Although many artists struggle with the comic page’s limitations as a static, silent surface, Morisi harmonizes with newsprint’s inert pulp essence. His peculiar genius lies in the way he seems to disrupt our desire to glide across a page. While it’s hard to talk about the specific effect that images have on us, many of his panels feel calming, almost a little hypnotic and “sculptural” to me, working against the animation that Seth rightly sees an important feature of narrative comics.
In fact, Morisi’s characters often resemble a drawing of a sculpture of a person, rather than a “direct” representation; and many of his horror comics feature sculptures in the panels’ backgrounds and margins.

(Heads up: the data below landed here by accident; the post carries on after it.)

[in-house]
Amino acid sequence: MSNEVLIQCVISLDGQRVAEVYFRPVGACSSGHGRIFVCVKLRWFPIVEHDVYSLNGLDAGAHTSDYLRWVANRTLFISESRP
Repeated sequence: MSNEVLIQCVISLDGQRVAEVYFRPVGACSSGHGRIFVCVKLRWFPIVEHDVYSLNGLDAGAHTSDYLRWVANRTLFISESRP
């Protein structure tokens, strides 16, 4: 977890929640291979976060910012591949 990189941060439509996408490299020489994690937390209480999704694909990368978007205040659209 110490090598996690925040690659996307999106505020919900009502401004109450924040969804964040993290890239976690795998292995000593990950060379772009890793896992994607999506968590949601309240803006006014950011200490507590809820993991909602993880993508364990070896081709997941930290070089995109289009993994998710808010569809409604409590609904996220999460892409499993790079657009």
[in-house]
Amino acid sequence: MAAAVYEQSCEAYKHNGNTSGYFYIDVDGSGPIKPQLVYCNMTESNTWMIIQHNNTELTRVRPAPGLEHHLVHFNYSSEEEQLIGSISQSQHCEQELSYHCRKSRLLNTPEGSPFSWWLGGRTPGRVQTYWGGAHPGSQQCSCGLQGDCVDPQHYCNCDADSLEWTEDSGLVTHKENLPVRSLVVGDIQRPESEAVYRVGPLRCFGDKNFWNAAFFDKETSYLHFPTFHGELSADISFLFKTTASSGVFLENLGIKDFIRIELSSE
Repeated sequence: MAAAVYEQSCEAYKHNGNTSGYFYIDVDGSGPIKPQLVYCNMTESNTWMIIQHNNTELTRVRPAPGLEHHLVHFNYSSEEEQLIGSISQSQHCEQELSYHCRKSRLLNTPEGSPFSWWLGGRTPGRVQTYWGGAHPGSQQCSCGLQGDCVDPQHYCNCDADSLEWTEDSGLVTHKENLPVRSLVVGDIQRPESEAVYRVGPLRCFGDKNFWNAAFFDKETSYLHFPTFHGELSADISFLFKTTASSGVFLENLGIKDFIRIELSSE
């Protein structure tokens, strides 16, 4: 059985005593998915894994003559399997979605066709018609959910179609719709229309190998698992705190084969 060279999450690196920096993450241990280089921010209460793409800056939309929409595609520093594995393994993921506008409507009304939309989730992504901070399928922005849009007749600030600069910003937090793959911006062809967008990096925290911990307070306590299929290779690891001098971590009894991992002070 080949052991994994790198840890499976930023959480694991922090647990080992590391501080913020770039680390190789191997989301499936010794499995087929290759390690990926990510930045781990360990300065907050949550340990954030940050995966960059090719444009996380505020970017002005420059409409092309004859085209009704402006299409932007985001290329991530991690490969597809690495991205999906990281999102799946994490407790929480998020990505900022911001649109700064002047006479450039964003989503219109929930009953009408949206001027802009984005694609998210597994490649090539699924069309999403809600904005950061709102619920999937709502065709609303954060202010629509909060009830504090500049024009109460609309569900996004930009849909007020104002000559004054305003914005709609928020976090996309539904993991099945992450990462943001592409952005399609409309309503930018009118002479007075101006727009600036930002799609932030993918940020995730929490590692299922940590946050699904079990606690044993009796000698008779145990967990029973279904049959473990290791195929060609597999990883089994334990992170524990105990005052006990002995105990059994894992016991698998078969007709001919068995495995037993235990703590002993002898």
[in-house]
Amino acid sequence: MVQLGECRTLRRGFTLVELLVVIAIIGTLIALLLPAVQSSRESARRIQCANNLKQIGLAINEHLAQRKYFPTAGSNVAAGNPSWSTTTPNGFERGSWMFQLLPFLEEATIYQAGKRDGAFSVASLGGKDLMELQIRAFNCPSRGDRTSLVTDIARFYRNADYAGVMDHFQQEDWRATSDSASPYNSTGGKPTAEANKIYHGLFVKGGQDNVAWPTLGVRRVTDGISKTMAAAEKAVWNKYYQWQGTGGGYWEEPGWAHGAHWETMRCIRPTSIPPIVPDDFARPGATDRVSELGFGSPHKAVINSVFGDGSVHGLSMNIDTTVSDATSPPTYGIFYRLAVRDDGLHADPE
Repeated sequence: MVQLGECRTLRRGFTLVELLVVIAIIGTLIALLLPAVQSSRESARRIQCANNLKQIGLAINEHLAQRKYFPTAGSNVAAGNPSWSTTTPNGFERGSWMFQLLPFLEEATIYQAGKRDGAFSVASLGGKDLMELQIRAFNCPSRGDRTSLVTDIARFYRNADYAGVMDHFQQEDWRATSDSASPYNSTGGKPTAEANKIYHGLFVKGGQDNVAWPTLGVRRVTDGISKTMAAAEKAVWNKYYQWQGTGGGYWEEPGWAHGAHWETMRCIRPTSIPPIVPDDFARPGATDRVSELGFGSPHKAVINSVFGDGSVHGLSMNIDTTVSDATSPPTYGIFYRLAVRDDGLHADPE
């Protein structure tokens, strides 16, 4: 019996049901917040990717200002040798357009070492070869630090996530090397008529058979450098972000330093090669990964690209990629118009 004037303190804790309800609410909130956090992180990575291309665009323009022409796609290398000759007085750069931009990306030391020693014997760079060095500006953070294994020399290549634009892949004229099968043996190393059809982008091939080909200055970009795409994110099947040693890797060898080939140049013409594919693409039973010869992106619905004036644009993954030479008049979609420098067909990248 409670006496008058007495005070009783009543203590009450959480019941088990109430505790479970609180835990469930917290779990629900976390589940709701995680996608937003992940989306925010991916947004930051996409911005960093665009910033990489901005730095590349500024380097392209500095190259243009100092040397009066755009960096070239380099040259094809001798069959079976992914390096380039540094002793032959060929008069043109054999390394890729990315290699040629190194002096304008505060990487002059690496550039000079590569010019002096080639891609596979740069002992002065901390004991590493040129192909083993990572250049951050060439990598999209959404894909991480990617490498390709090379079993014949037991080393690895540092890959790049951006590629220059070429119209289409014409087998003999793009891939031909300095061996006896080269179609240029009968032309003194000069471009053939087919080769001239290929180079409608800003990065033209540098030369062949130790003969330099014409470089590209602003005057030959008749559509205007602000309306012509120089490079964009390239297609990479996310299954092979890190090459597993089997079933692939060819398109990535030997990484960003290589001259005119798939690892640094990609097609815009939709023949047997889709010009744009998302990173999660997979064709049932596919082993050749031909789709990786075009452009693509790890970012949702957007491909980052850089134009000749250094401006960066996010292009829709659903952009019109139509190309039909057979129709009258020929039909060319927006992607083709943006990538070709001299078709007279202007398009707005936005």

First, we have the great Bob Levin here with us today, bringing the story of publisher Malcom Whyte to the masses. Everything Levin writes is worth reading.
Whyte had been an admirer of underground comix since the afternoon he had walked into Gary Arlington’s tiny store in San Francisco’s Mission District and been introduced to a tall, skinny fellow named Bob Crumb, who sold him a handful of first edition “ZAP” Number Ones for a quarter apiece. Whyte, as a married man with three children, who had been into, he recalls, “drinking martinis and not eating dope” had missed out on the early days of rock poster collecting, immediately recognized he was being invited into the ground floor of the latest exciting development in the graphic arts. He would stop by Arlington’s once-a-week, buy comix, meet artists, and acquire work from them. “They were interesting guys,” he says, “doing wonderful work, and I was in awe. I’d just go ga-ga.”